20 April 2010
On Sunday 14 March we celebrated Mustang’s fifth Family Day – the time has flown! – with a turkey dinner with friends at home. The following day was the beginning of March break. Laolao and Laoye took the kids out on a walk through a woodland-march area east of the city, and to McDonald’s for a treat. The next day, Tuesday morning, we took Laolao & Laoye to the airport for their flight home. They’ll be back in May for a month or so.
During March break the kids enjoyed daily outings with Nanny. They went to the Farm, on a hike in the wilderness park across the river, a long bike ride, to the local playground, skating (at an indoor rink), swimming at the wave pool, and did a fun craft every day. Evenings I would take them for a forest walk or down by the pond. On Friday we made a birthday cake for friend L and took it to her place for dessert & tea.
Since skiing ended, I’ve been taking some time for cooking and sewing “lessons” with the kids on Saturday mornings (or other times). They each made a small patchwork quilt for one of their stuffies and I’d like to get them started on some other projects for presents for next Christmas. As for cooking, we’ve done chilli, scrambled eggs, and spaghetti sauce. These aren’t really formal lessons, but I hope they’re picking up some knowledge and practical skills!
This is the only time in recorded history that the city has had no snowfall in March. We’ve had rain, but no snow – and by the end of the month the only snow to be found was in piles where it had built up from shovelling/plowing.
March 31st we hit a high of about 20 degrees, and in the evening we were down by the pond in shorts & t-shirts. As I watch the kids run around I’m thinking “Is this really March 31st? Incredible!”
Unfortunately, I have no pictures for March. Early in the month my camera disappeared. The last I remembered seeing it was on top of the microwave - its normal home when not in use - and Button asking if he could take pictures. I was convined he'd misplaced it somewhere after taking a few pix, though he insisted he returned it to me. But just a few days ago, when I was trying to put a CD book into the pocket opening under the dashboard of my car, I put in my hand to remove something blocking it and - voila! my camera!!! I likely put it there on the last ski lesson day, as I also remember having it there - it just seemed like my memory of it on the microwave was more recent. I was very very VERY happy to have found it. I could have gone back to using my film camera, but after becoming accustomed to the digital one that would have been hard.
So there will be pix in April! (At least for the latter half of the month.)
Sorry, Button, for not believing you...
17 April 2010
February of this year was a pretty ordinary month. Busy with skiing, various lessons, walking Mo around the fields & forest, school and work. The most exciting things were:
- celebrating Chinese New Year at a friend’s house one Sunday afternoon (it’s the Year of the Tiger – that’s me!!);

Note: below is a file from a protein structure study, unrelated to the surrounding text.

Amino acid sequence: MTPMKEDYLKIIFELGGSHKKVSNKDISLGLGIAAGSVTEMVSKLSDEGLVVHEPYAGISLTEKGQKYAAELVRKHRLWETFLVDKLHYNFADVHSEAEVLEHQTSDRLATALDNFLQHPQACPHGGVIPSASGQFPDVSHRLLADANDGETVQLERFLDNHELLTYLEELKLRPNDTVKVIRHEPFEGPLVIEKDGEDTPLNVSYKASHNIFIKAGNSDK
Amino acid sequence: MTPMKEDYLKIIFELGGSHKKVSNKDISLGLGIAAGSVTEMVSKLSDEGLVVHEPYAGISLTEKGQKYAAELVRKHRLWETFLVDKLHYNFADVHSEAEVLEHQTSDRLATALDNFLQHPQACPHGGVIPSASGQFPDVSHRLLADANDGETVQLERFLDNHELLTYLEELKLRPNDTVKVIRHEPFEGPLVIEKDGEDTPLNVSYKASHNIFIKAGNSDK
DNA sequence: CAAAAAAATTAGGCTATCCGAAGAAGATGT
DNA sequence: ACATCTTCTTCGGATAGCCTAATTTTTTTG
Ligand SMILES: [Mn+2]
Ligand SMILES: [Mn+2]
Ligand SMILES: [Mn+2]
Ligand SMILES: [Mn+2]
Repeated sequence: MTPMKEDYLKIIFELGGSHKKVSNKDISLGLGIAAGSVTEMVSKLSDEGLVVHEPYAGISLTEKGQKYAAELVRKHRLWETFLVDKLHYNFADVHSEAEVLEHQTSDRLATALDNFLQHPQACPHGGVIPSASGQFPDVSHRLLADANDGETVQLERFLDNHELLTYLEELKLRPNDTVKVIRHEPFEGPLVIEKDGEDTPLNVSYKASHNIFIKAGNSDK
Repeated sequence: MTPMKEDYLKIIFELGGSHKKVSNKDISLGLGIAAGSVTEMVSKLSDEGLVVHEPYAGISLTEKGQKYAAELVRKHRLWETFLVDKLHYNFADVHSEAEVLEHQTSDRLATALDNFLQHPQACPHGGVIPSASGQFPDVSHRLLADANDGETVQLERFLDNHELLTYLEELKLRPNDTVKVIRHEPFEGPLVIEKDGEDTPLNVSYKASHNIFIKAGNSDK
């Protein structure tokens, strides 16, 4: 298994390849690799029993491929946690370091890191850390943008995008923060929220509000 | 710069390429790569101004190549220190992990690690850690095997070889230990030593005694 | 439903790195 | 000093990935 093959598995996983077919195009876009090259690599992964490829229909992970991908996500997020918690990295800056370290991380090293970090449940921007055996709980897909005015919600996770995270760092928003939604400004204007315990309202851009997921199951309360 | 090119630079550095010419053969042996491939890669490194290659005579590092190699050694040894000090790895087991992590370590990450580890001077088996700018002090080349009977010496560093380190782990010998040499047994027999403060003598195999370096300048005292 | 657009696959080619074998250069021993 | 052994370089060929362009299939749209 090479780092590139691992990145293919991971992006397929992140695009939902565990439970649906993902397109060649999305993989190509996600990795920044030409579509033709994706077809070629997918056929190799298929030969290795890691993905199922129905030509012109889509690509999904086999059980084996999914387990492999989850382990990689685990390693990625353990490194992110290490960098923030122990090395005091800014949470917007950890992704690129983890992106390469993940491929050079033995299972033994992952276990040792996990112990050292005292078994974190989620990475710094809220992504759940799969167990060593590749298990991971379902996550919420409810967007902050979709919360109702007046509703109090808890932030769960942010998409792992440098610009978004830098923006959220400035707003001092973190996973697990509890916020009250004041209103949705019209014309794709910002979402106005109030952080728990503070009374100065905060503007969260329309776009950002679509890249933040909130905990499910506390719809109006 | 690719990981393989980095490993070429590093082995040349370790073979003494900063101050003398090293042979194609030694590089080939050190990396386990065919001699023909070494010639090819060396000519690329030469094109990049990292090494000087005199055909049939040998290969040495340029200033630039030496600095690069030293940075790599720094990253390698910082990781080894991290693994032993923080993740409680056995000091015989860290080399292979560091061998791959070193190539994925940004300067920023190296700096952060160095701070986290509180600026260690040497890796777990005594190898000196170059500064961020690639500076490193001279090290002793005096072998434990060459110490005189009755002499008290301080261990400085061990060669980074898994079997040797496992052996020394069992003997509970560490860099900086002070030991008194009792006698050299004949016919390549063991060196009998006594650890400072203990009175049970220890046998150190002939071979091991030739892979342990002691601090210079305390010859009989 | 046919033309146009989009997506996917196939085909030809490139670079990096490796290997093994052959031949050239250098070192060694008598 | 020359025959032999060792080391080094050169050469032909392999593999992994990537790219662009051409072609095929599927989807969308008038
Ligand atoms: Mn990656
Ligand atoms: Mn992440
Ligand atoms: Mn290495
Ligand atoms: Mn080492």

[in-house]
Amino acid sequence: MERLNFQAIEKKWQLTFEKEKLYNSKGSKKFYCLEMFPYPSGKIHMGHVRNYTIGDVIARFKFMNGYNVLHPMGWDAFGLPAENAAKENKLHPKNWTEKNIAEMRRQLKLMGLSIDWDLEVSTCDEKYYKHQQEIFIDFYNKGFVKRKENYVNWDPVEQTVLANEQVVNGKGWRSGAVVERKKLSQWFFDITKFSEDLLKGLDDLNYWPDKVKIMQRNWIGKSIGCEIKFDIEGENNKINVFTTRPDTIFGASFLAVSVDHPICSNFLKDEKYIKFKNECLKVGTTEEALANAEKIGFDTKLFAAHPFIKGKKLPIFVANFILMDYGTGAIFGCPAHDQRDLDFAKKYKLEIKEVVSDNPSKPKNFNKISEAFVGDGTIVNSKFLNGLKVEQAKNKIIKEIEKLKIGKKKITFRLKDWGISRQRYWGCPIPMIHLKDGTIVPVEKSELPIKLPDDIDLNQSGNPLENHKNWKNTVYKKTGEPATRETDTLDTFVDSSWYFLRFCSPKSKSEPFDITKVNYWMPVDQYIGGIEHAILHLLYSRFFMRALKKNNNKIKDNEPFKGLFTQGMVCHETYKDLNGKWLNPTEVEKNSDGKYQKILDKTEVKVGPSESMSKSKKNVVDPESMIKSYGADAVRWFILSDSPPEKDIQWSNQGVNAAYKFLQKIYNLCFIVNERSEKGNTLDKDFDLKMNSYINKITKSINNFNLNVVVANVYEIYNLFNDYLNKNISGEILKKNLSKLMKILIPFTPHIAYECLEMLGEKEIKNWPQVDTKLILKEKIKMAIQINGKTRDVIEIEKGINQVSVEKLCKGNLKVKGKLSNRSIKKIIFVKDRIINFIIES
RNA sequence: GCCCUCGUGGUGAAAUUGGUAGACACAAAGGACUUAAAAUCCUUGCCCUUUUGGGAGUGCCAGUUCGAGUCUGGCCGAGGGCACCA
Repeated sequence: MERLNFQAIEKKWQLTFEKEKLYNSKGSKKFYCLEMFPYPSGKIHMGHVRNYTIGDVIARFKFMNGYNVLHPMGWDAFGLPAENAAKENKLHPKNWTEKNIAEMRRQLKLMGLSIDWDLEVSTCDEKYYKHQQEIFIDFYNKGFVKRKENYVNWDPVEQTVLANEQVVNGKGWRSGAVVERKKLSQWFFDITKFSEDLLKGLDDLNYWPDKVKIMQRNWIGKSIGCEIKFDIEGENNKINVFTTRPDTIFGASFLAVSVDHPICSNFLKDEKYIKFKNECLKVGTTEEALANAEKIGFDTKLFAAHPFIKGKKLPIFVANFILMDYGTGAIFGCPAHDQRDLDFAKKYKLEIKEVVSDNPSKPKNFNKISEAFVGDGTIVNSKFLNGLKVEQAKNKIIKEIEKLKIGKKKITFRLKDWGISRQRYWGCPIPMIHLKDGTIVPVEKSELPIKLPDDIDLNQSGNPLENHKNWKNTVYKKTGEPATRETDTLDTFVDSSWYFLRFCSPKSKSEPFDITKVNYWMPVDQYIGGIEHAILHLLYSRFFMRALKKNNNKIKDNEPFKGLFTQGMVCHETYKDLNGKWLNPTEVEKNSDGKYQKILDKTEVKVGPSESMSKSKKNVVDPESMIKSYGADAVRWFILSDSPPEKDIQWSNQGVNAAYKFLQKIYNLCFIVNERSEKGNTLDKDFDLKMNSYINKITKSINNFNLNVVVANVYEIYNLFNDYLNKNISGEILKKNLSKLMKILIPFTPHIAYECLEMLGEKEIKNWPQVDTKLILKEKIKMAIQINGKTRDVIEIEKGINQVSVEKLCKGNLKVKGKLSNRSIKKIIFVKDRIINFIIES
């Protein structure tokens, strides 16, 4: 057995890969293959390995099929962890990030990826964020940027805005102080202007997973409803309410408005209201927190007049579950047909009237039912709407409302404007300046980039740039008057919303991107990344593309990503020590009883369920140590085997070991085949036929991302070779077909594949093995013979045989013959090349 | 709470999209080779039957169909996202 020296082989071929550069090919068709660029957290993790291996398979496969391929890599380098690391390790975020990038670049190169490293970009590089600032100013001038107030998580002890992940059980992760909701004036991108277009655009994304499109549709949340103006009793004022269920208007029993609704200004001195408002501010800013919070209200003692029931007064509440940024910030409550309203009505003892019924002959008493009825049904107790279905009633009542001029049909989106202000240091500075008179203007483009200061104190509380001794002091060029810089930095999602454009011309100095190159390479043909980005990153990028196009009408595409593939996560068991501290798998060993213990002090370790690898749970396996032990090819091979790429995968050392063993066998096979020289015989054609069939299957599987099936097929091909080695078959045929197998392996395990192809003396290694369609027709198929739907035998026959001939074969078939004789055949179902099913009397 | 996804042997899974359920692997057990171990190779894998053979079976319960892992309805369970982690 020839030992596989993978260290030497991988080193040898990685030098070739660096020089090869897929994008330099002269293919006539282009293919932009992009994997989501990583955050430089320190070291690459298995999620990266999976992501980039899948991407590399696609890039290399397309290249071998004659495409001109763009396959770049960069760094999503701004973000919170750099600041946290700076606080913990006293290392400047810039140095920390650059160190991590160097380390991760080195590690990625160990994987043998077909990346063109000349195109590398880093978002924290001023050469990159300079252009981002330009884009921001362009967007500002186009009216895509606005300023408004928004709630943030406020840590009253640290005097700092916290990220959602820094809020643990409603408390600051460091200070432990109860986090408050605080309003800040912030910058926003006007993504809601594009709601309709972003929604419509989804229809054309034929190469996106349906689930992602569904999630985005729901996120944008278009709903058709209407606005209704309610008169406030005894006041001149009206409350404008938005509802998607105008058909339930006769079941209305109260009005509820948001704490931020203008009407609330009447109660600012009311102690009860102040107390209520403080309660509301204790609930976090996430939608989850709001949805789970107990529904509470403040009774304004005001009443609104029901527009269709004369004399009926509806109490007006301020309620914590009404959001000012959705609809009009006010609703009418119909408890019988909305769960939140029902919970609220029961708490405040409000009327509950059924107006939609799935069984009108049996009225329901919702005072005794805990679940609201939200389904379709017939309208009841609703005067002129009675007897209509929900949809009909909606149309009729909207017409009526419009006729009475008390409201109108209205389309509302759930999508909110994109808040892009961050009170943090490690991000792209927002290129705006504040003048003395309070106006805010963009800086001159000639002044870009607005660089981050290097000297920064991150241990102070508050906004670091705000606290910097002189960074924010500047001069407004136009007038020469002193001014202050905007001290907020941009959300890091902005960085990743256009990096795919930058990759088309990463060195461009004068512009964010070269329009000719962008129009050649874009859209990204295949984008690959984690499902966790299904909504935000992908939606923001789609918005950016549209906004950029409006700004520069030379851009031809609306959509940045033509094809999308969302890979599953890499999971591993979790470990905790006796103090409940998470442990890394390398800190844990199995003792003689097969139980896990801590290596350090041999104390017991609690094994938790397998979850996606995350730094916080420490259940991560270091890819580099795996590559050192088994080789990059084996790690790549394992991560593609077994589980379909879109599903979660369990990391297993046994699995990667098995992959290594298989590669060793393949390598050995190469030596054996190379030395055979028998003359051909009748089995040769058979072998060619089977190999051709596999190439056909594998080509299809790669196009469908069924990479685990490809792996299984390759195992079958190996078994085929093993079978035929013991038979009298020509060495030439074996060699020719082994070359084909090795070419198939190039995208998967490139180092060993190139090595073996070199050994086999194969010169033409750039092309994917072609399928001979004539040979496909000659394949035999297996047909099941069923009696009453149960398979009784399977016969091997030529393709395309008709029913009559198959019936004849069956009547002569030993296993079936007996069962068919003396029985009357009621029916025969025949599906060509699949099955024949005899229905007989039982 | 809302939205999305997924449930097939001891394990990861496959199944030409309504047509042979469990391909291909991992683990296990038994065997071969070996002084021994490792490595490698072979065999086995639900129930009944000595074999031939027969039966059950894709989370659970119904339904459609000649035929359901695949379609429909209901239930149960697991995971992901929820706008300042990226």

- enjoying (for the kids) a 4-day weekend in the middle of the month, what with one PD day and the provincial holiday (Nanny takes them on special outings);
- attending another concert on a Saturday afternoon after skiing; and
- watching the Olympics and cheering for our Canadian athletes.
We also celebrated Lovely’s second birthday (and Valentine’s day) at a pampered pet store-cum-tea shop. Her birthday presents included a nice soft doggy bed – a bit on the small size, but she still enjoys sleeping in it! – a light doggy t-shirt, and a monkey pull toy – all pink and heart-covered. After all, she is a Lovely doggie, born on Valentine’s day!!
In the middle of the month we enjoyed the visit of three young ladies: two from Germany and one from Peru. They were here as part of a conference of International Visitor Exchange participants, a program operated by our church. The conference was hosted by our congregation this year. They spent four night with us and we enjoyed breakfasts together, playtime, and conversation.
The last Sunday of the month we took Lovely out for some playtime in the afternoon, accompanied by our friend Chuckles, and played in the fields near home and on the snow mountains (created by clearing the nearby office parking lot).
The last week of February we had some lovely warm weather, well above freezing, and a lot of snow melted. The days are also getting noticeably longer – a welcome break from winter’s dark. We have had hardly any snow at all since Laolao and Laoye left at the end of December. I’ve shovelled once, and it was only a couple of centimetres. Spring is just around the corner…
15 April 2010
After leaving Sibbald Point and spending the night at the dog-friendly B&B, we drive on northwest towards Owen Sound. About a half hour out of the city (and after stopping for a bite of lunch at a restaurant near the beach) we arrive at a summer camp that has the reputation among several generations of teens at our church as being the best summer camp in the world. I also have fond memories of going to summer camp as a child myself, though not this one. I’d like my kids to have a similar good experiences, I’ve booked them here for a 4-day camping experience. I chose the short camp in part because Button is still pretty young and in part because Mustang still is a bit reluctant to be away from home. That’s also the reason I’m volunteering, so that I’ll be close at hand and the kids will see me from time to time.